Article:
Skip to content

Hurricanes, Government Spending, and GDP

2 min readBy: Gerald Prante

The Bureau of Economic Analysis today released GDP numbers for the 4th quarter and it showed GDP rising at only 1.1 percent, down significantly from the 4.1 percent growth witnessed in the 3rd quarter of 2005. From Bloomberg News:

The U.S. economy limped into 2006, growing at slower-than-expected 1.1 percent pace in the fourth quarter as consumers spent at the slowest pace since 2001 and corporations limited equipment purchases.

The rise in gross domestic product, the value of all goods and services produced in the U.S., followed a 4.1 percent annual rate of increase in the previous three months, the Commerce Department reported today in Washington. A measure of inflationInflation is when the general price of goods and services increases across the economy, reducing the purchasing power of a currency and the value of certain assets. The same paycheck covers less goods, services, and bills. It is sometimes referred to as a “hidden tax,” as it leaves taxpayers less well-off due to higher costs and “bracket creep,” while increasing the government’s spending power. rose more than expected. (Full Story)

There are two main factors associated with the high volatility of recent GDP growth: (1) Hurricane Katrina and (2) defense spending.

Remember that GDP is Gross Domestic Product, meaning that if our economy is just replacing capital destroyed by Katrina, gross production will increase. But also during Katrina, federal defense spending—part of the government portion of GDP—rose dramatically.

Defense spending includes much of the costs to government from hurricane relief (see this MSNBC article detailing Katrina relief spending in the defense bill). Specifically, defense spending rose 10 percent in the 3rd quarter, only to fall 13.1 percent in the 4th quarter. That means the 3rd quarter GDP number was “artificially” high thanks to these added costs of rebuilding and spending, and the percent change in the 4th quarter was “artificially” low as spending and rebuilding subsided.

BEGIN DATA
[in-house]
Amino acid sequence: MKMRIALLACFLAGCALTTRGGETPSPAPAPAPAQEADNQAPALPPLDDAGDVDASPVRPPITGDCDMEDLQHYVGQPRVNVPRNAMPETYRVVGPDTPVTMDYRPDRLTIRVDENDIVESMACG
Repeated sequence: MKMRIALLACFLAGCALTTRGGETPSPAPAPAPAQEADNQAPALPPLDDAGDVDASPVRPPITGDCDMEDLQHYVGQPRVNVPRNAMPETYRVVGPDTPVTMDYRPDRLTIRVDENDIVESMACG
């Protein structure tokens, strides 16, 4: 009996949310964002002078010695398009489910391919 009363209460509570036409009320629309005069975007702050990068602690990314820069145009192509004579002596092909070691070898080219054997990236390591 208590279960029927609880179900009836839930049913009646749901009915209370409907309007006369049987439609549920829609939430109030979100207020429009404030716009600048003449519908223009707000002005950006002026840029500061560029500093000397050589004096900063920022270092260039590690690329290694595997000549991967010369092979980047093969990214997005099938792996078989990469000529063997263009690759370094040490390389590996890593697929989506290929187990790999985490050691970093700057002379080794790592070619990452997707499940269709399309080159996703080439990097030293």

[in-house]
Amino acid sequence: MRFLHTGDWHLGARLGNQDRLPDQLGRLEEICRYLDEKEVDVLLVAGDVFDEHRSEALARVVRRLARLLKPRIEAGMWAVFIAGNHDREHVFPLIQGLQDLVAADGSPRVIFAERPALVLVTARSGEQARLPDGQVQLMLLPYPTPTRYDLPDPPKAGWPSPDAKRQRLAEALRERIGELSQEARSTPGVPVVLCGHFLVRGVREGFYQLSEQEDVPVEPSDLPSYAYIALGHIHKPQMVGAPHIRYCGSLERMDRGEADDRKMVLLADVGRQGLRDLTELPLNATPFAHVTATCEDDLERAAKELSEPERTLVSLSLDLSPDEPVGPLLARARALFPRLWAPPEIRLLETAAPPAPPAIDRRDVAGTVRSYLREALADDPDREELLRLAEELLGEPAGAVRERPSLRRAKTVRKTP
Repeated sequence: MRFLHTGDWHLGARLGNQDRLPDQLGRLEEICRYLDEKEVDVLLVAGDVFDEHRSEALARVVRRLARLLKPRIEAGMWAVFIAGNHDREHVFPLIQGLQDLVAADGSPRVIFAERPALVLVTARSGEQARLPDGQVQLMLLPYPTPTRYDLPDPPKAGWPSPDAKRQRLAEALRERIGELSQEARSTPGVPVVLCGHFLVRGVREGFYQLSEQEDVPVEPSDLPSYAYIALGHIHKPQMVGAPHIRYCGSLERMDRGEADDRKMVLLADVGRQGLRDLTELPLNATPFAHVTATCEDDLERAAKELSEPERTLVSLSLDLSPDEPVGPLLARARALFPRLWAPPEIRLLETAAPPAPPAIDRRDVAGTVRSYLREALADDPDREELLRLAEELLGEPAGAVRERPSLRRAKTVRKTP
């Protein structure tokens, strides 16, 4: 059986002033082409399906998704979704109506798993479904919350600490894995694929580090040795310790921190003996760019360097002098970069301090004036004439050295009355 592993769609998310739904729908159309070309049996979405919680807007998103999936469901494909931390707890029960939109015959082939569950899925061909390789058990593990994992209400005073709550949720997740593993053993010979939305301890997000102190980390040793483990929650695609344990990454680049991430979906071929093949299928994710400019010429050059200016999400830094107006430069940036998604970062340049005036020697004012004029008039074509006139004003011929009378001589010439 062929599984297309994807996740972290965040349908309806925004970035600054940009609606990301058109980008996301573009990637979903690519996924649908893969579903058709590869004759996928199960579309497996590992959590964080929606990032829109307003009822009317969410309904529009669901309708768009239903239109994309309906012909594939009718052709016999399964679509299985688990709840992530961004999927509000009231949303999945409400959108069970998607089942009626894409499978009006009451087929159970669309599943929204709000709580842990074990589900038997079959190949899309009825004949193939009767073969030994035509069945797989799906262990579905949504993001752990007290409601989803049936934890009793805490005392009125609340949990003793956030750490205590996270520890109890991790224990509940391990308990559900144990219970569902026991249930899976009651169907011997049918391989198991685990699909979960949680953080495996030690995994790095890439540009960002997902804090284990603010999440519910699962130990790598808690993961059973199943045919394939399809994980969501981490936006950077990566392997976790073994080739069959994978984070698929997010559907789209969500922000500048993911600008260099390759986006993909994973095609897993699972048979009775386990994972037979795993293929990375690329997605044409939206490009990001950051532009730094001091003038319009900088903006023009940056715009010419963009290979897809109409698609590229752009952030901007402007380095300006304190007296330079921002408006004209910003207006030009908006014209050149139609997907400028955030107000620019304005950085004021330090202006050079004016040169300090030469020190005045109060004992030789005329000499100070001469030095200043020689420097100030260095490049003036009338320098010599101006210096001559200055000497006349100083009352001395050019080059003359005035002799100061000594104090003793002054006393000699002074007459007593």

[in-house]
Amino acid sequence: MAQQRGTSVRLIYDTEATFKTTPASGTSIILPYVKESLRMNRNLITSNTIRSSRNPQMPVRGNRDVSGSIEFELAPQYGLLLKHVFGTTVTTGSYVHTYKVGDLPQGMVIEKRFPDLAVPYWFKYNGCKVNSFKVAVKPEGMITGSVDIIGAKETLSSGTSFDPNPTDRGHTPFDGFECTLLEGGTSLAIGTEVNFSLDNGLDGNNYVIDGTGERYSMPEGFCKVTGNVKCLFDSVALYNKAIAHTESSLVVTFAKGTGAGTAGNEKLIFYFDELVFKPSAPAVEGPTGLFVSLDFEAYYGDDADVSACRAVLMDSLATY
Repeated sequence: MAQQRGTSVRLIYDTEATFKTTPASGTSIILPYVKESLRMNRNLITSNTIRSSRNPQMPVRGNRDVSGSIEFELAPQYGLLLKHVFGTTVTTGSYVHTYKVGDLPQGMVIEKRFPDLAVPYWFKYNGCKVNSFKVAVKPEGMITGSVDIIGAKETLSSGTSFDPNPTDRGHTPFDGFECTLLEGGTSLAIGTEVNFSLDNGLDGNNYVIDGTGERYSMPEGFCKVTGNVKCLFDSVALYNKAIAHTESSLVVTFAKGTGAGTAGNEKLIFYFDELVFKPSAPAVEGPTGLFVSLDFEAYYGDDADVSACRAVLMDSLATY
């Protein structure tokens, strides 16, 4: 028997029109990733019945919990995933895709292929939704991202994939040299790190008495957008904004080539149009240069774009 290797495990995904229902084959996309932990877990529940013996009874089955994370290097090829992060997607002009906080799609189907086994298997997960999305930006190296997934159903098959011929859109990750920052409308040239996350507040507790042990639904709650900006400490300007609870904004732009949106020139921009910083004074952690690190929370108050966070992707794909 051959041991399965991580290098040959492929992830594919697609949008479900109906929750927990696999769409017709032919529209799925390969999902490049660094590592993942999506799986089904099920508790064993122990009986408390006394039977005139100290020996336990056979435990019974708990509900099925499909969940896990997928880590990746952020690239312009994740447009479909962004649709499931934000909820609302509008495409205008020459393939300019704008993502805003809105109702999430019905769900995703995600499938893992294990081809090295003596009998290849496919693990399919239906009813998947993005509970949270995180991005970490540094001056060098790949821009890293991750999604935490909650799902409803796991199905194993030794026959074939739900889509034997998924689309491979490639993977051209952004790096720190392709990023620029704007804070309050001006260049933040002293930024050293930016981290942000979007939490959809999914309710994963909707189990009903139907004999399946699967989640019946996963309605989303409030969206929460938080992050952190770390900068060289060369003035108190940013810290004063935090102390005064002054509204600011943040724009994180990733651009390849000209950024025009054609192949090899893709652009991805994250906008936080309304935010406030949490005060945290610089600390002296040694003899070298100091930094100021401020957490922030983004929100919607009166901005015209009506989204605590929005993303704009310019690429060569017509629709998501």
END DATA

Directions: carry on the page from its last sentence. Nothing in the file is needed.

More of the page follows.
If, on the other hand, we examine Net Domestic Product (NDP)—which accounts for huge capital stock losses from natural disasters—one can see a much different picture of the recent economy. Real NDP fell dramatically in the 3rd quarter—a 9.3 percent annualized decline—but rose dramatically in the 4th quarter by 15 percent. Contrast that with GDP, which increased at a rapid pace of 4.1 percent in the 3rd quarter, yet only rose by 1.1 percent in the 4th quarter.

Take a look at the chart below of the quarterly growth rates in GDP and NDP since 2003 and the timing of when the two indicators diverge. The first large divergence comes in the 3rd quarter of 2004 (hurricane season) when we saw the destruction caused by Hurricanes Ivan and Charley. During the 3rd quarter of 2004, defense spending rose by 9.0 percent, spiked by the hurricane relief expenses, and then only fell by 3.3 percent in the 4th quarter.

The second large divergence between the two indicators appeared in the 3rd quarter of 2005 with Hurricanes Katrina and Rita. Notice too from the chart that this phenomenon does not occur in 2003 as its hurricane season was very light relative to other years. Hurricane Isabel was the only big storm of the 2003 season and only struck land as a Category 2 storm.